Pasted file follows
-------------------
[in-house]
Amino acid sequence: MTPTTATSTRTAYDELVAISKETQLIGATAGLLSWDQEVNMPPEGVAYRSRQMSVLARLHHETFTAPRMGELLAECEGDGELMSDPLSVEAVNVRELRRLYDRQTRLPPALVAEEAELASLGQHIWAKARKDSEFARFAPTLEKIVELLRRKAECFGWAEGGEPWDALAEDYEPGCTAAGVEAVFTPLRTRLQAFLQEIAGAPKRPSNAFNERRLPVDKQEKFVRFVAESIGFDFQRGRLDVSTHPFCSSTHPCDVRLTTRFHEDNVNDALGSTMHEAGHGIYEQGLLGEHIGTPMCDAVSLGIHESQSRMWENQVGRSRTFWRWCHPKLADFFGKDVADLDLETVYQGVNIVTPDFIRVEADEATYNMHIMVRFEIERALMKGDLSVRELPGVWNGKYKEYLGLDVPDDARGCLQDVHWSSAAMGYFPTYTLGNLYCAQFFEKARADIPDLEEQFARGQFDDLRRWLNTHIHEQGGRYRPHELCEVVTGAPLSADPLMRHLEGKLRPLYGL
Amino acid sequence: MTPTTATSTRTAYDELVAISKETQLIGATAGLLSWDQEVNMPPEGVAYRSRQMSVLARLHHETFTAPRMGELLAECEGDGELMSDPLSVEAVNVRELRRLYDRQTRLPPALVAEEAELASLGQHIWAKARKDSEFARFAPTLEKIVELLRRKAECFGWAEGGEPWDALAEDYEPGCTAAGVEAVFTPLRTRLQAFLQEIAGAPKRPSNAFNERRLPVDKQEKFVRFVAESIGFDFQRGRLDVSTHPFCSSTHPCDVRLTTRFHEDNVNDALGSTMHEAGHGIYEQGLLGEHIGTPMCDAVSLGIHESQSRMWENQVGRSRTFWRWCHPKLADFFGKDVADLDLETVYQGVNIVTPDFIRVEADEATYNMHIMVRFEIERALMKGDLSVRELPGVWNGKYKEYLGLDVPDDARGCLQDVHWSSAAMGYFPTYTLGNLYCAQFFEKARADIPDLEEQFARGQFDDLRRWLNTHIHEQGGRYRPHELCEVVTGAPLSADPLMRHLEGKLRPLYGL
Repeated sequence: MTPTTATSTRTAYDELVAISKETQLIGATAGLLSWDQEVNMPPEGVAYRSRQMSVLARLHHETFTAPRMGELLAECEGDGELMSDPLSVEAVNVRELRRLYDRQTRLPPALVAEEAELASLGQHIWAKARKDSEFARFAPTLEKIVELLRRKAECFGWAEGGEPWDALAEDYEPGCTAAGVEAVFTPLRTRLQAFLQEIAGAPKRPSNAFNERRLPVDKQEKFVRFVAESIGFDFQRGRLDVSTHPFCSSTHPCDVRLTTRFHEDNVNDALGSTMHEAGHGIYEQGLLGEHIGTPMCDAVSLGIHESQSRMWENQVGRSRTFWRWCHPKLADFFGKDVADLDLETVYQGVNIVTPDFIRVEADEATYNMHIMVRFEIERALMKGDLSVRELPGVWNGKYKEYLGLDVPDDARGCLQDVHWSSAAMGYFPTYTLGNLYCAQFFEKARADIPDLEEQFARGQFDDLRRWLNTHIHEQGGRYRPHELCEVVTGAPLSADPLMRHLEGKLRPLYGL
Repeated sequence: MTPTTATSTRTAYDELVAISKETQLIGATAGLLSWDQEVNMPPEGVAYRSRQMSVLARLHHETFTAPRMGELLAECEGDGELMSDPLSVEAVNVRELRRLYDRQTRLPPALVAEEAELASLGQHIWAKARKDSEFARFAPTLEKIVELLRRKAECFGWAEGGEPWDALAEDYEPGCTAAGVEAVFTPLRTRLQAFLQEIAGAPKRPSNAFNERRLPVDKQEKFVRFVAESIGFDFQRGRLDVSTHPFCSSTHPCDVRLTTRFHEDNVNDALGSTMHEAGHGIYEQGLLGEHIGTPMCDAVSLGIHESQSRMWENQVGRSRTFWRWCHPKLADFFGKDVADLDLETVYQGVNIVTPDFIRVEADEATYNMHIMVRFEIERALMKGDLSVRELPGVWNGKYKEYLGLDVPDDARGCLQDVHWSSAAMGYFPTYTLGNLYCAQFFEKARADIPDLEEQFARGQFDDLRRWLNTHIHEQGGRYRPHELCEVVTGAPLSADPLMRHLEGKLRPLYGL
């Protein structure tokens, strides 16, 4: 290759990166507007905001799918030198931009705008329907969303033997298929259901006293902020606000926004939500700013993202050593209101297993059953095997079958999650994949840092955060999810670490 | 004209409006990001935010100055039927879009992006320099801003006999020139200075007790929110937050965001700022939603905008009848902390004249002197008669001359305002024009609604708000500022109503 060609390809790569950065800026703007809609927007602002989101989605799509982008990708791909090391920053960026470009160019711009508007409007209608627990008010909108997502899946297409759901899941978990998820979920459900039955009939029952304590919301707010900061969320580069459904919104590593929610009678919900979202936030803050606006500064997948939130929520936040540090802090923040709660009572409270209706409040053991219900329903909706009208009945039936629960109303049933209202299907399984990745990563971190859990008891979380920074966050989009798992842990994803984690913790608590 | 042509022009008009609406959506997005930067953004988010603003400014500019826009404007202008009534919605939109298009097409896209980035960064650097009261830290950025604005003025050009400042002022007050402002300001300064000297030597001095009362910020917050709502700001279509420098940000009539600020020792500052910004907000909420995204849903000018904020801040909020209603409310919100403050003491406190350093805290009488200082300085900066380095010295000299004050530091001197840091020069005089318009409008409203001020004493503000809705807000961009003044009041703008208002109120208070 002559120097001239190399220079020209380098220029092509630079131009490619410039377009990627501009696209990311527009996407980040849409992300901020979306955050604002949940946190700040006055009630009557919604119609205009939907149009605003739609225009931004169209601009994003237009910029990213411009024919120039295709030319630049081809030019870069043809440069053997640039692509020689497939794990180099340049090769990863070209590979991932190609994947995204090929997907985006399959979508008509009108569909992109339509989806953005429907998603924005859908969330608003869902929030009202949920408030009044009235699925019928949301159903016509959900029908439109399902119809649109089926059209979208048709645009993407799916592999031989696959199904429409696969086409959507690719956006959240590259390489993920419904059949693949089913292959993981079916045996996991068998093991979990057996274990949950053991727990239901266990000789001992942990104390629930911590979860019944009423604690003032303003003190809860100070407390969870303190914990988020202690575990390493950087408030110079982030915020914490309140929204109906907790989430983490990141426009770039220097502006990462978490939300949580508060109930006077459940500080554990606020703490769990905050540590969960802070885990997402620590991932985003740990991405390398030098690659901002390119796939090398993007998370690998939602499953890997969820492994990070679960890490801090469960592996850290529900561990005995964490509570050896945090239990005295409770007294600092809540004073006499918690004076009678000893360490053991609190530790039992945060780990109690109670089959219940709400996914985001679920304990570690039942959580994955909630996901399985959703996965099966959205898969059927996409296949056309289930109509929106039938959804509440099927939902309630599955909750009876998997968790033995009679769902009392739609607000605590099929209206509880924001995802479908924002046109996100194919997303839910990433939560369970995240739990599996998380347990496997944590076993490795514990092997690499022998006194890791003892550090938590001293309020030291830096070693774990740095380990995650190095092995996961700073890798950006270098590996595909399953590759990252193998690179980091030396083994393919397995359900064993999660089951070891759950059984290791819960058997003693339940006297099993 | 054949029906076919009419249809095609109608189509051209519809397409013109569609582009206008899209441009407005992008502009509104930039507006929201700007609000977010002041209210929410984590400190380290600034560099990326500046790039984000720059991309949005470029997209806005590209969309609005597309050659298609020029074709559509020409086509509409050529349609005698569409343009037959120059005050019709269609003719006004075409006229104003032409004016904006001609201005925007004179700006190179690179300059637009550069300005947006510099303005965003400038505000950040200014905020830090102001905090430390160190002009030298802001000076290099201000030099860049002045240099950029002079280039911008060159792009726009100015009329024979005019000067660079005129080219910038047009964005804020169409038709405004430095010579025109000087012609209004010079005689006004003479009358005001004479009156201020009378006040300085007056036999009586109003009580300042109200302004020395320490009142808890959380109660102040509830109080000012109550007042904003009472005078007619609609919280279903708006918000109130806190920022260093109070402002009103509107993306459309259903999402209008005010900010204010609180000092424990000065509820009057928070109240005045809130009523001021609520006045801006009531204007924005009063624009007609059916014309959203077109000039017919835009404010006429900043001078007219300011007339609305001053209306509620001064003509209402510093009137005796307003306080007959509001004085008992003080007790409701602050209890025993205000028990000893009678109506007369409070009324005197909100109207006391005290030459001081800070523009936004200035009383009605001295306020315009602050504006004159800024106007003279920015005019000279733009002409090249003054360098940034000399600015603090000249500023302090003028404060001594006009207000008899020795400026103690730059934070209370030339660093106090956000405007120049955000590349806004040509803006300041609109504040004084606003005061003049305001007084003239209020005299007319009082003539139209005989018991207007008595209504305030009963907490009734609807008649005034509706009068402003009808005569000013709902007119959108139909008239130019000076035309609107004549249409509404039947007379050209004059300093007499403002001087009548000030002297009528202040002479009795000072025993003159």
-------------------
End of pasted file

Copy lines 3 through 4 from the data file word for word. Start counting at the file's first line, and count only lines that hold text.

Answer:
Amino acid sequence: MTPTTATSTRTAYDELVAISKETQLIGATAGLLSWDQEVNMPPEGVAYRSRQMSVLARLHHETFTAPRMGELLAECEGDGELMSDPLSVEAVNVRELRRLYDRQTRLPPALVAEEAELASLGQHIWAKARKDSEFARFAPTLEKIVELLRRKAECFGWAEGGEPWDALAEDYEPGCTAAGVEAVFTPLRTRLQAFLQEIAGAPKRPSNAFNERRLPVDKQEKFVRFVAESIGFDFQRGRLDVSTHPFCSSTHPCDVRLTTRFHEDNVNDALGSTMHEAGHGIYEQGLLGEHIGTPMCDAVSLGIHESQSRMWENQVGRSRTFWRWCHPKLADFFGKDVADLDLETVYQGVNIVTPDFIRVEADEATYNMHIMVRFEIERALMKGDLSVRELPGVWNGKYKEYLGLDVPDDARGCLQDVHWSSAAMGYFPTYTLGNLYCAQFFEKARADIPDLEEQFARGQFDDLRRWLNTHIHEQGGRYRPHELCEVVTGAPLSADPLMRHLEGKLRPLYGL
Repeated sequence: MTPTTATSTRTAYDELVAISKETQLIGATAGLLSWDQEVNMPPEGVAYRSRQMSVLARLHHETFTAPRMGELLAECEGDGELMSDPLSVEAVNVRELRRLYDRQTRLPPALVAEEAELASLGQHIWAKARKDSEFARFAPTLEKIVELLRRKAECFGWAEGGEPWDALAEDYEPGCTAAGVEAVFTPLRTRLQAFLQEIAGAPKRPSNAFNERRLPVDKQEKFVRFVAESIGFDFQRGRLDVSTHPFCSSTHPCDVRLTTRFHEDNVNDALGSTMHEAGHGIYEQGLLGEHIGTPMCDAVSLGIHESQSRMWENQVGRSRTFWRWCHPKLADFFGKDVADLDLETVYQGVNIVTPDFIRVEADEATYNMHIMVRFEIERALMKGDLSVRELPGVWNGKYKEYLGLDVPDDARGCLQDVHWSSAAMGYFPTYTLGNLYCAQFFEKARADIPDLEEQFARGQFDDLRRWLNTHIHEQGGRYRPHELCEVVTGAPLSADPLMRHLEGKLRPLYGL